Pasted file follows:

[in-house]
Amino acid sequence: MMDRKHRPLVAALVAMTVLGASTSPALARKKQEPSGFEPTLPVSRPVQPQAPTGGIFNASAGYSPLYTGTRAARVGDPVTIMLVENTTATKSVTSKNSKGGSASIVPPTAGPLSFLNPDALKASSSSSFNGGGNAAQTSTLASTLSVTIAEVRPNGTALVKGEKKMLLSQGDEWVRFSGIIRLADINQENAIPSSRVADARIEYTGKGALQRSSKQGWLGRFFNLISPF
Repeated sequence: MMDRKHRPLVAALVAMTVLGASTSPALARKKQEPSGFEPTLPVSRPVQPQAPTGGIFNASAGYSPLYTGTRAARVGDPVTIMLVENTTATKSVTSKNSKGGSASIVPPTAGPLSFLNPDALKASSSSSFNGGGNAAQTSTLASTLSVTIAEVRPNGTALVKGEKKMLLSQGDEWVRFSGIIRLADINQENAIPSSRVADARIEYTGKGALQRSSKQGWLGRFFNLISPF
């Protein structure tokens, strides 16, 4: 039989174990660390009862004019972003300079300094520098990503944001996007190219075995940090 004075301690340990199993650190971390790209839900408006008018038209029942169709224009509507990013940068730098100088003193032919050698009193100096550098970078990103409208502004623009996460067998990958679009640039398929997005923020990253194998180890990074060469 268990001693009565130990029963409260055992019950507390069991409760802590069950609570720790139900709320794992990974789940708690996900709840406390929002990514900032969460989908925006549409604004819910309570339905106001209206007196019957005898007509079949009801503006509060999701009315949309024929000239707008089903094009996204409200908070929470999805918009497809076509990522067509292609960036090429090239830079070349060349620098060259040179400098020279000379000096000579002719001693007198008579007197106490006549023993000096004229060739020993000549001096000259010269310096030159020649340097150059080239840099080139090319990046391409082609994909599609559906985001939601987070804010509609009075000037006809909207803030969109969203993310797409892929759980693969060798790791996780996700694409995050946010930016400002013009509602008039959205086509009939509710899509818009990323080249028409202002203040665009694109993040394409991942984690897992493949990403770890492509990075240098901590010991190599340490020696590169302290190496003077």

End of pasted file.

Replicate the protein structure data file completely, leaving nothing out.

[in-house]
Amino acid sequence: MMDRKHRPLVAALVAMTVLGASTSPALARKKQEPSGFEPTLPVSRPVQPQAPTGGIFNASAGYSPLYTGTRAARVGDPVTIMLVENTTATKSVTSKNSKGGSASIVPPTAGPLSFLNPDALKASSSSSFNGGGNAAQTSTLASTLSVTIAEVRPNGTALVKGEKKMLLSQGDEWVRFSGIIRLADINQENAIPSSRVADARIEYTGKGALQRSSKQGWLGRFFNLISPF
Repeated sequence: MMDRKHRPLVAALVAMTVLGASTSPALARKKQEPSGFEPTLPVSRPVQPQAPTGGIFNASAGYSPLYTGTRAARVGDPVTIMLVENTTATKSVTSKNSKGGSASIVPPTAGPLSFLNPDALKASSSSSFNGGGNAAQTSTLASTLSVTIAEVRPNGTALVKGEKKMLLSQGDEWVRFSGIIRLADINQENAIPSSRVADARIEYTGKGALQRSSKQGWLGRFFNLISPF
């Protein structure tokens, strides 16, 4: 039989174990660390009862004019972003300079300094520098990503944001996007190219075995940090 004075301690340990199993650190971390790209839900408006008018038209029942169709224009509507990013940068730098100088003193032919050698009193100096550098970078990103409208502004623009996460067998990958679009640039398929997005923020990253194998180890990074060469 268990001693009565130990029963409260055992019950507390069991409760802590069950609570720790139900709320794992990974789940708690996900709840406390929002990514900032969460989908925006549409604004819910309570339905106001209206007196019957005898007509079949009801503006509060999701009315949309024929000239707008089903094009996204409200908070929470999805918009497809076509990522067509292609960036090429090239830079070349060349620098060259040179400098020279000379000096000579002719001693007198008579007197106490006549023993000096004229060739020993000549001096000259010269310096030159020649340097150059080239840099080139090319990046391409082609994909599609559906985001939601987070804010509609009075000037006809909207803030969109969203993310797409892929759980693969060798790791996780996700694409995050946010930016400002013009509602008039959205086509009939509710899509818009990323080249028409202002203040665009694109993040394409991942984690897992493949990403770890492509990075240098901590010991190599340490020696590169302290190496003077």